author of this treatise : he by no means The author desires to inform his readers, pretends to emulate the comprehensive vathat in the subsequent disquisitions he hath riety of that sublime and acute genius, not confined himself merely to logic, but whose writings made him for more than has interspersed many speculations of dif- two thousand years the admiration of Gre ferent kinds; acting in this view differently cians, Romans, Arabians, Jews, and Chrisfrom the model set him by the Stagirite. tiang. Such esteem could not have been The Stagirite left no part of philosophy un- the effect either of fashion or of chance.

Again, these two principles are not merely casual and temerarious. Hot changes not into crooked, but into cold; crooked not into cold, but into straight; white not into moist, but into black; moist not into black, but into dry. The same holds in other instances more complicated. The becoming a statue is a change from indefinite configuration into definite; the becoming a palace, a change from dispersion into combination, from disorder into order. Already the principles which we investigate have appeared to be two; and now it further appears that they must be contraries or opposites."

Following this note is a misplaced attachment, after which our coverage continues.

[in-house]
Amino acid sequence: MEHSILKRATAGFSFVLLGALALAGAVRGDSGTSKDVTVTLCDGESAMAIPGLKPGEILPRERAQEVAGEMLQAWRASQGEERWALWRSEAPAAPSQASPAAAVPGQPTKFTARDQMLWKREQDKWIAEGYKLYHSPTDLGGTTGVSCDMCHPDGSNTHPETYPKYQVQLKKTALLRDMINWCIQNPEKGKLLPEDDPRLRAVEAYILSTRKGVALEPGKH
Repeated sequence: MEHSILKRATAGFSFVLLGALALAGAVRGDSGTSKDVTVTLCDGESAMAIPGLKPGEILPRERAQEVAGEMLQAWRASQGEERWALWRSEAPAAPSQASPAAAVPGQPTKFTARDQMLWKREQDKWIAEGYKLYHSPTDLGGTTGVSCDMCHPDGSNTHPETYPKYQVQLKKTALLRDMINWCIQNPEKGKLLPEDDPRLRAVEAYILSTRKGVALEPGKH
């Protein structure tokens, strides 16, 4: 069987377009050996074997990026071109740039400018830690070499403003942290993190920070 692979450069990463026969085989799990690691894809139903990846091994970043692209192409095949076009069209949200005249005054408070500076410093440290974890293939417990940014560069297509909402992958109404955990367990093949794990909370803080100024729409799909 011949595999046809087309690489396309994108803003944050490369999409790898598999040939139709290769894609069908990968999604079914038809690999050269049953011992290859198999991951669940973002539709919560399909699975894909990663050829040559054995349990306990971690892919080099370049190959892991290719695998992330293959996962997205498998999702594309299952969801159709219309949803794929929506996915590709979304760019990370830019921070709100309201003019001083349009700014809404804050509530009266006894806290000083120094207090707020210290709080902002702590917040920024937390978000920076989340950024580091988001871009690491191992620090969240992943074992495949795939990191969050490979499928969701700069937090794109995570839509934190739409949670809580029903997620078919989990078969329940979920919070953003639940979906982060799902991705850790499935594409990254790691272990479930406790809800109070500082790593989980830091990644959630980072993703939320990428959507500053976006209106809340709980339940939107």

Authority is not wanting to countenance this last position. The Seripture tells us, that the earth in the beginning was "without form and void ; and darkness was upon the face of the deep." After thus it became enlightened as well as replenished: replenished with various forms, both vegetable and animal; enlightened by the sublime command of, “ Let there be light, and there was light." In the whole of this progress we may rrimark contrariety; formless opposed to form ; void to replewiskeel; and darkness to light. Thus Aristoke: Nasa netaBoA COTW production of what is musical,” &c. Arist. Among the ancient philosophers, some held the principles of things to be hot and cold; others, to be moist and dry; others, to be dense and rare; others, in a more abstracted way, to be excess and defect; even and odd; friendship and strife. Among the moderns, we know the stress laid on action and reaction; attraction and repulsion ; expansion and condensation ; centripetal and centrifugal: to which may be added those two principles, held by many ancients as well as moderns, the principles of atoms and a void," which two stand opposed nearly as being and non-being.